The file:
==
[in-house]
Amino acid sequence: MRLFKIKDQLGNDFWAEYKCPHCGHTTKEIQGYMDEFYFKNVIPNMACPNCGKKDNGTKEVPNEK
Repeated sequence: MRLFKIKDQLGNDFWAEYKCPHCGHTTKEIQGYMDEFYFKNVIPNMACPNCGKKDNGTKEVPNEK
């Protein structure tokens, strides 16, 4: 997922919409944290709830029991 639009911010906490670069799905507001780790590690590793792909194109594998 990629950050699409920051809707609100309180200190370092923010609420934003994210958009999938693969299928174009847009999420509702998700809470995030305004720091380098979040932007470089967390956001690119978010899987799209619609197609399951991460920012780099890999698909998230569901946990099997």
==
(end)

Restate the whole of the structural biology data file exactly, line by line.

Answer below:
[in-house]
Amino acid sequence: MRLFKIKDQLGNDFWAEYKCPHCGHTTKEIQGYMDEFYFKNVIPNMACPNCGKKDNGTKEVPNEK
Repeated sequence: MRLFKIKDQLGNDFWAEYKCPHCGHTTKEIQGYMDEFYFKNVIPNMACPNCGKKDNGTKEVPNEK
């Protein structure tokens, strides 16, 4: 997922919409944290709830029991 639009911010906490670069799905507001780790590690590793792909194109594998 990629950050699409920051809707609100309180200190370092923010609420934003994210958009999938693969299928174009847009999420509702998700809470995030305004720091380098979040932007470089967390956001690119978010899987799209619609197609399951991460920012780099890999698909998230569901946990099997």